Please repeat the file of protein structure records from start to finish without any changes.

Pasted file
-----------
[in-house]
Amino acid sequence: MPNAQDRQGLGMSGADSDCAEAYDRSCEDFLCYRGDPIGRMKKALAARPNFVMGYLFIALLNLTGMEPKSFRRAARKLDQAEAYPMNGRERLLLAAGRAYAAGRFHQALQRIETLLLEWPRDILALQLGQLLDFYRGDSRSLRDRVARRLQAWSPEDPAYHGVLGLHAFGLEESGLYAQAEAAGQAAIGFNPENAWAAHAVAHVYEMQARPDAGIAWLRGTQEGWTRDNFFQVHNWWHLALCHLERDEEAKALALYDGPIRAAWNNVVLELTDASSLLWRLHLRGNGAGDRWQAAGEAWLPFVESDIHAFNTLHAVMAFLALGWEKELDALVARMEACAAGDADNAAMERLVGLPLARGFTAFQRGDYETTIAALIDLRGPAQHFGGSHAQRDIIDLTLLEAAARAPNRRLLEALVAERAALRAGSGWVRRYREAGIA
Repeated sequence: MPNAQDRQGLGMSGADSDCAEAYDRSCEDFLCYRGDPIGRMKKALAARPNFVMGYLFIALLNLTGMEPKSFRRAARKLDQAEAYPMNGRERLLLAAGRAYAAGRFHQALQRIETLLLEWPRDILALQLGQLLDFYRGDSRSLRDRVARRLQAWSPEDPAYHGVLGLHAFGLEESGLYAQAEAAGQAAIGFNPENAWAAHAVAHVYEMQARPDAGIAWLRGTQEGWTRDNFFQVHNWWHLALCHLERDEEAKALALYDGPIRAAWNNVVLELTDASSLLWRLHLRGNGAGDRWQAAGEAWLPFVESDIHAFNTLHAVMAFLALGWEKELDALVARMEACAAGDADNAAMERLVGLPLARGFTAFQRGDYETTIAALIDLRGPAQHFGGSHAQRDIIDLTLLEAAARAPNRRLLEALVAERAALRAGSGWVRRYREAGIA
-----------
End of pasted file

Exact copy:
[in-house]
Amino acid sequence: MPNAQDRQGLGMSGADSDCAEAYDRSCEDFLCYRGDPIGRMKKALAARPNFVMGYLFIALLNLTGMEPKSFRRAARKLDQAEAYPMNGRERLLLAAGRAYAAGRFHQALQRIETLLLEWPRDILALQLGQLLDFYRGDSRSLRDRVARRLQAWSPEDPAYHGVLGLHAFGLEESGLYAQAEAAGQAAIGFNPENAWAAHAVAHVYEMQARPDAGIAWLRGTQEGWTRDNFFQVHNWWHLALCHLERDEEAKALALYDGPIRAAWNNVVLELTDASSLLWRLHLRGNGAGDRWQAAGEAWLPFVESDIHAFNTLHAVMAFLALGWEKELDALVARMEACAAGDADNAAMERLVGLPLARGFTAFQRGDYETTIAALIDLRGPAQHFGGSHAQRDIIDLTLLEAAARAPNRRLLEALVAERAALRAGSGWVRRYREAGIA
Repeated sequence: MPNAQDRQGLGMSGADSDCAEAYDRSCEDFLCYRGDPIGRMKKALAARPNFVMGYLFIALLNLTGMEPKSFRRAARKLDQAEAYPMNGRERLLLAAGRAYAAGRFHQALQRIETLLLEWPRDILALQLGQLLDFYRGDSRSLRDRVARRLQAWSPEDPAYHGVLGLHAFGLEESGLYAQAEAAGQAAIGFNPENAWAAHAVAHVYEMQARPDAGIAWLRGTQEGWTRDNFFQVHNWWHLALCHLERDEEAKALALYDGPIRAAWNNVVLELTDASSLLWRLHLRGNGAGDRWQAAGEAWLPFVESDIHAFNTLHAVMAFLALGWEKELDALVARMEACAAGDADNAAMERLVGLPLARGFTAFQRGDYETTIAALIDLRGPAQHFGGSHAQRDIIDLTLLEAAARAPNRRLLEALVAERAALRAGSGWVRRYREAGIA